• As a result, as soon as I saw the bigeminal rhythm in today's case (ie, with brief pauses between each of the 2-beat groups) — I considered the possibility of blocked PACs.

    Now — Take another LOOK at Figure-2.
    • Carefully examine the ST-T wave of every odd-numbered beat in Figure-2 — and compare these ST-T waves with the the ST-T waves of each even-numbered beat. 

    • Is there any difference?

    I illustrate my ANSWER in Figure-3:

    Figure-3: Is there any difference in the ST-T waves?

    Figure-3 Explained:
    The challenge in looking for blocked PACs — is distinguishing between subtle differences in ST-T waves that are "real" vs artifact vs slight variations that can normally be seen in parts of the tracing.
    • Isn't the ST-T wave of every even-numbered beat in Figure-3 straighter (above the slanted BLUE lines) — than the ST-T wave of every odd-numbered beat (above the slanted RED lines)? That's because there is a non-conducted PAC that is hidden within the ST-T waves of every odd-numbered beat — and this is what causes this slight-but-real distortion of the ST segment! These blocked PACs serve to "reset" the SA node — and thereby produce the slight pause that we see between each of the 2-beat groups!

    • PEARL #5: It's important to appreciate that PACs that arise from a site close to the SA node may look similar in morphology to sinus P waves. For this reason — I always look at simultaneously-recorded leads for subtle differences in P wave morphology that might not be readily apparent on a single long lead rhythm strip. NOTE: YELLOW arrows in Figure-3 show that the difference in ST-T wave morphology between sinus-conducted beats and the beats with blocked PACs is most easily seen in leads V2 and V3.


    The Lesson I Learned a Long Time Ago ...
    • As emphasized earlier in PEARL #4: The most common cause of a pause is a blocked PAC. Blocked PACs are much common than any form of AV block.
    • Until I became aware of the fact that blocked PACs are the most common cause of a pause — I never saw blocked PACs.
    • Once I began to look for blocked PACs — I found them everywhere!

    • Remember that the biggest challenge in accurately diagnosing blocked PACs — is distinguishing between differences in ST-T waves that are "real" vs artifact vs slight variations that can normally be seen in parts of the tracing.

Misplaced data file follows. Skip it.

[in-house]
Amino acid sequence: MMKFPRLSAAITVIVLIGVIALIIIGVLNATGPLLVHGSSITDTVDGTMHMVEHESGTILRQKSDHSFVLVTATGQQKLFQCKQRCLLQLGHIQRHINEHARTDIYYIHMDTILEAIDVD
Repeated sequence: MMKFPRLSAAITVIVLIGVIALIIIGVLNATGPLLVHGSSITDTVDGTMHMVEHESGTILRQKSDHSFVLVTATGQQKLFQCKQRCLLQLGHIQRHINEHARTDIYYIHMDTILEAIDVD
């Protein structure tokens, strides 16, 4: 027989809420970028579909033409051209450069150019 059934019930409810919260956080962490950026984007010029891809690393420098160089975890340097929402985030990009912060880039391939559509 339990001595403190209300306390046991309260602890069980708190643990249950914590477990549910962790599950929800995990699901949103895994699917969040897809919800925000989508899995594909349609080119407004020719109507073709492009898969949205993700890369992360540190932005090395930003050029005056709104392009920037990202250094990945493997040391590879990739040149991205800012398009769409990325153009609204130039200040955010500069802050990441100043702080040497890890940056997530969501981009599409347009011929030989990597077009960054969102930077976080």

• KEY Point: In today's case — the reason I know that the differences in ST-T wave morphology between odd- and even-numbered beats is real — is because it is seen with every beat in the long lead rhythm strip in Figure-3.

    Acknowledgment: My appreciation to Hafiz Abdul Mannan Shahid (from Lahore, Pakistan) for the case and these tracings.

     Related ECG Blog Posts to Today’s Case: 

    • ECG Blog #185 — Reviews the Ps, Qs and 3R Approach to Systematic Rhythm Interpretation.

    • ECG Blog #232 — Reviews the causes of Bigeminy.

    • ECG Blog #164 — Reviews a case of Mobitz I 2nd-Degree AV Block, with detailed discussion of the "Footprints" of Wenckebach.
    • ECG Blog #252for a similar case as today (with LINKS to more examples of blocked PACs).



    ADDENDUM (5/11/2024): I've added below material regarding a user-friendly approach to the ECG diagnosis of the Bundle Branch Blocks


    ECG Media Pearl #22 (13:15 minutes Video) — Reviews a user-friendly approach that allows diagnosis of the Bundle Branch Blocks in less than 5 seconds. 


    • CLICK HERE — for FREE download PDF of this 26-page file on BBB (from my ECG-2014-ePub) — with review on the Basics for ECG diagnosis of the Bundle Branch Blocks (including diagnosis of acute MI & LVH with BBB).


    Saturday, May 4, 2024

    ECG Blog #428 — How Much to Do at Age 92?

    I was sent the tracing in Figure-1 — with the following information:
    • 92-year old patient with a history of "known arrhythmia" and hypertension.
    • The patient was asymptomatic at the time ECG #1 was obtained — with the ECG presumably being recorded because an irregular rhythm was heard on auscultation. 

    • How would YOU interpret the rhythm in Figure-1?
    • How much should we do for this 92-year old patient?

    • Extra Credit: Which arm or leg is most responsible for the artifact seen in today's initial ECG?

    Figure-1: The initial ECG in today's case.

    Answer to EXTRA Credit Question:
    To begin with the answer to the Extra Credit Question — I suspect the cause of the abnormal baseline deflections seen in Figure-1 is muscle tremor artifact (See Bouthillet T — ACLS Med Training, Dec, 2015). A quick LOOK at the patient would confirm this — but I unfortunately do not have any information about the patient's appearance.